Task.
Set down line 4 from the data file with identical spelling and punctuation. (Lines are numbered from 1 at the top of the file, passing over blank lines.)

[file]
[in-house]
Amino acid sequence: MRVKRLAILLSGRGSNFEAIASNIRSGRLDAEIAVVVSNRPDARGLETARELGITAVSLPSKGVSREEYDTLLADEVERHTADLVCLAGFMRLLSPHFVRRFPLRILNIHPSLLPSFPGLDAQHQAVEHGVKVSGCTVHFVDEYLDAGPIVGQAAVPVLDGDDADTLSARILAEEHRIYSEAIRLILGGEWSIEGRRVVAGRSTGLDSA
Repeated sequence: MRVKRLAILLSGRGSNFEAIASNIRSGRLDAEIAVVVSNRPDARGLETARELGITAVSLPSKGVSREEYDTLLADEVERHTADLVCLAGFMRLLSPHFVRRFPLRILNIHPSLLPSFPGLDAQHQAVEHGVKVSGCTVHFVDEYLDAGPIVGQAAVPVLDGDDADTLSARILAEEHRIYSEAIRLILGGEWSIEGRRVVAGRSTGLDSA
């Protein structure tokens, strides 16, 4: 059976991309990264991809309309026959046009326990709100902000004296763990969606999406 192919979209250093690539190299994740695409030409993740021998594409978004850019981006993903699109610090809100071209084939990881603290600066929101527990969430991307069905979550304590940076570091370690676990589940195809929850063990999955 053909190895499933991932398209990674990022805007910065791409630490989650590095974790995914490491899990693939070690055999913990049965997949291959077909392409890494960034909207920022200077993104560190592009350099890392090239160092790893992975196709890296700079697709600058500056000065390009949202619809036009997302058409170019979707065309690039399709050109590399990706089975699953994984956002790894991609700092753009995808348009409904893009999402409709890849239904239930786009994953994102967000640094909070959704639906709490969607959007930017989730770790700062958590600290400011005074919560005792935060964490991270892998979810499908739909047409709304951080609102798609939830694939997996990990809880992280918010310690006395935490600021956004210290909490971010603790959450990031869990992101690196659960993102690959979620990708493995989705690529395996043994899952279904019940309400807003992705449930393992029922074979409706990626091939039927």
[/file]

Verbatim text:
């Protein structure tokens, strides 16, 4: 059976991309990264991809309309026959046009326990709100902000004296763990969606999406 192919979209250093690539190299994740695409030409993740021998594409978004850019981006993903699109610090809100071209084939990881603290600066929101527990969430991307069905979550304590940076570091370690676990589940195809929850063990999955 053909190895499933991932398209990674990022805007910065791409630490989650590095974790995914490491899990693939070690055999913990049965997949291959077909392409890494960034909207920022200077993104560190592009350099890392090239160092790893992975196709890296700079697709600058500056000065390009949202619809036009997302058409170019979707065309690039399709050109590399990706089975699953994984956002790894991609700092753009995808348009409904893009999402409709890849239904239930786009994953994102967000640094909070959704639906709490969607959007930017989730770790700062958590600290400011005074919560005792935060964490991270892998979810499908739909047409709304951080609102798609939830694939997996990990809880992280918010310690006395935490600021956004210290909490971010603790959450990031869990992101690196659960993102690959979620990708493995989705690529395996043994899952279904019940309400807003992705449930393992029922074979409706990626091939039927």